This time last year, the question was whether Novak Djokovic would win another major. 12 months later, the question really is: can Djokovic overtake Federer’s tally of most majors? In fact, some might even argue that the real question is just how far ahead of Federer and Rafael Nadal the Serb would end up when all is said and done.
The prevalence of knee-jerks in sports notwithstanding, Djokovic is absolutely standing alone at the summit of men’s tennis as things stand. And one can’t see where any potential halt for his juggernaut is going to come from.
Last Sunday, Djokovic won a seventh title at the Australian Open – his most successful Grand Slam event. With another four Wimbledon titles, three at the US Open and one French, his tally now stands alone at third on the all-time list with 15 Grand Slam titles as he overtook Pete Sampras’ once record number of 14 majors.
Djokovic is now five behind Federer (20) and two behind Nadal (17) on the all-time list, as the Big Three of this era firmly establish themselves as the Big Three of all time. But which of these three maestros is the Greatest of All Time (GOAT)?
Indeed, a definitive answer can only be given – if at all, given the many variables – once each of the three hangs up his raquet. However, till that moment comes – and tennis fans would love nothing more than for that eventuality to be prolonged as much as possible – the GOAT debate would continue to simmer on.
A decade ago, Federer seemed to be steamrolling everyone on his way towards GOATness as he had virtually no challenger from 2003 to 2007 outside of clay. Then came Nadal with titles at Wimbledon and Australian Open in 2008/09 to enter the debate. Federer completed the career Grand Slam at the French Open in 2009, and Nadal did the same – and became the youngest to do so – at the US Open 2010.
At the end of 2010, it appeared as though it would be Fedal who would be slugging it out for GOATness over the next few years. That’s when Djokovic arrived big time.
The Serb’s 2011 season, where he won the Australian, Wimbledon and US Open titles, was one of the greatest years on the ATP tour. It was then that he had a 7-0 streak against Nadal which turned around their rivalry in Djokovic’s favour, as the Serb beat the Spaniard in seven consecutive finals including three successive majors – Wimbledon, US Open and then the Australian Open 2012.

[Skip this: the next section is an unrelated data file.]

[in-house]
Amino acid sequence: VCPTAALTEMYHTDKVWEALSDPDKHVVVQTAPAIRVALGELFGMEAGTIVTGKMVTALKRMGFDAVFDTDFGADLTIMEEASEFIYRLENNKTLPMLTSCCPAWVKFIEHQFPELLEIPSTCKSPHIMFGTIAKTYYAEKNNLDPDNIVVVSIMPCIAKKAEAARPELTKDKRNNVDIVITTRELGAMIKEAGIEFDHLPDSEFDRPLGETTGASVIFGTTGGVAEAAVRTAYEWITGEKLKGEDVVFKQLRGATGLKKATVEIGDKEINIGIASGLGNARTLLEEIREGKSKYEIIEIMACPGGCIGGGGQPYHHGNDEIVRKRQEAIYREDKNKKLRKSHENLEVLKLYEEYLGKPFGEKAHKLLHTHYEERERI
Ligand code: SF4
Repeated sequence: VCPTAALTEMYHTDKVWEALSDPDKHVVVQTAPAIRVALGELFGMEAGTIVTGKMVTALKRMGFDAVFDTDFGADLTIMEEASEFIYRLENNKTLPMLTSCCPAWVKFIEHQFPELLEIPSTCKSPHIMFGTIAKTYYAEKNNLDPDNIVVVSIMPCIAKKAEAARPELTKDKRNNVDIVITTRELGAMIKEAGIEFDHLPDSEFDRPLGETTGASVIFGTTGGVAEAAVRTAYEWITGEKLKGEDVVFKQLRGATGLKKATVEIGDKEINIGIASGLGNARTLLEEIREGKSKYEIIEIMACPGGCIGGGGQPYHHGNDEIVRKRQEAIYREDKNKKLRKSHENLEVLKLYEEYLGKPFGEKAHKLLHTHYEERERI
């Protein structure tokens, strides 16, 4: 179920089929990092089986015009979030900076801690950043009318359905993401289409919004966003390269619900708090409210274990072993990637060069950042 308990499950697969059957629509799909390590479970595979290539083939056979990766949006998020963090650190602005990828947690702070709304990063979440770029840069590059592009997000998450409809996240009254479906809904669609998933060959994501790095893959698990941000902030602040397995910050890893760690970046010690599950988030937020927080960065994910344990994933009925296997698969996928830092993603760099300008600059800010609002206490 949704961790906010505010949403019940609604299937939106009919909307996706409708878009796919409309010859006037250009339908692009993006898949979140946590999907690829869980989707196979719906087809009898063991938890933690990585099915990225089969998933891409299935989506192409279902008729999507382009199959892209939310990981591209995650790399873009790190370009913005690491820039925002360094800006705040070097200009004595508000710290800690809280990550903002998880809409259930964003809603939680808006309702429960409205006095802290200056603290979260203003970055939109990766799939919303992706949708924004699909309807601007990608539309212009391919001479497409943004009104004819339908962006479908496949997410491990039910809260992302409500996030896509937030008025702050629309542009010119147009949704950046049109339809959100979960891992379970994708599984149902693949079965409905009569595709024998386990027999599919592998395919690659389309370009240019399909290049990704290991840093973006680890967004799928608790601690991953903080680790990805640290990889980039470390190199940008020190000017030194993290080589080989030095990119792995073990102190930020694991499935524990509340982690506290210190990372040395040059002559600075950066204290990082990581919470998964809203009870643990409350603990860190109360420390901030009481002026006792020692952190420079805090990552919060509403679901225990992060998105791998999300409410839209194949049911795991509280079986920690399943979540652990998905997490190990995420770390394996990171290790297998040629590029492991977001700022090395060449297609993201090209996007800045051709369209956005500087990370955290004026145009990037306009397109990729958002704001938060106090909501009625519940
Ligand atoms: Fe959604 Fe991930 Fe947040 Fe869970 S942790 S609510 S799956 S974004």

However, 2012 saw the rise of Andy Murray who truly made it a Big Four – even if temporarily – by winning the US Open and the Olympic Gold. 2012 remains the only year each of the Big Four won a major each.
2013 saw Nadal’s resurgence as he not only mopped up the clay season, but swept the North American hard court swing as well culminating in the US Open win, ending the year as the World No 1 for the third time after 2008 and 2010.
2014 saw first-time major winners in StanislasWawrinka (Australian Open), who would go on to win two more Grand Slam titles, and Marin Cilic (US Open). There were murmurs of perhaps new faces finally emerging at the summit.
Those ideas were ruthlessly quashed when Djokovic became the first player in the Open era to hold all four majors at the same time as he won each of the Grand Slam titles in a staggering run from Wimbledon 2015 to French Open 2016.
The latter completed his career Grand Slam as well, and firmly put him in the GOAT mix. Perhaps it was the aftereffects of the fulfillment of a marathon achievement, but the French Open win in 2016 also initiated a two-year barren spell for Djokovic, which eventually saw the Serb dropping out of the Top 20.
Murray finished 2016 as the World No 1, followed by Nadal in 2017. Fedal split the six majors from Australian Open 2017 to French Open 2018 – as Federer won his first major in five years, and Nadal won his first non-clay major in four years.
Since then, Djokovic has won all of the three Grand Slam titles and regained the number one ranking at the end of 2018 as well. Last year, Djokovic also became the only player to win each of the ATP 1000 Masters titles and now stands only one behind Nadal (33) on the all-time list at 32.
While the number of major titles has for long been considered the greatest benchmark for GOATness, all things considered Djokovic has a pretty strong case even if none of the Big Three holds a racquet again.
Let’s not forget that his 15 majors have come in the toughest era of all time. Furthermore, he has a winning head to head against all of his major rivals including Federer and Nadal.
Where surpassing Federer on major titles – and the number of weeks as No 1 – would make the case decisive in the Serb’s favour over the Swiss, there are a couple of achievements Djokovic still needs to unlock to settle the debate against Nadal, including the duo’s head-to-head in Grand Slam events.
Nadal’s GOATness claim has been built majorly on clay. And that means that he has one shot in four to win majors on his preferred surface, with Djokovic having two shots out of four on hard, which is the Serb’s favourite surface.
Another French Open win for Djokovic to complete the double career Grand Slam, ideally this year, would make it hard to argue against his case for GOATness. And if the Serb can add an Olympic Gold in singles next year, it would be perhaps be the final nail.
The only challenges in Djokovic’s path over the next couple of years are the still unlikely rise of the Next Gen stars at majors, spearheaded by Alexander Zverev and Stefanos Tsitsipas, or perhaps another resurgence of Nadal’s, who would definitely be bruising after the hammering in Melbourne last week.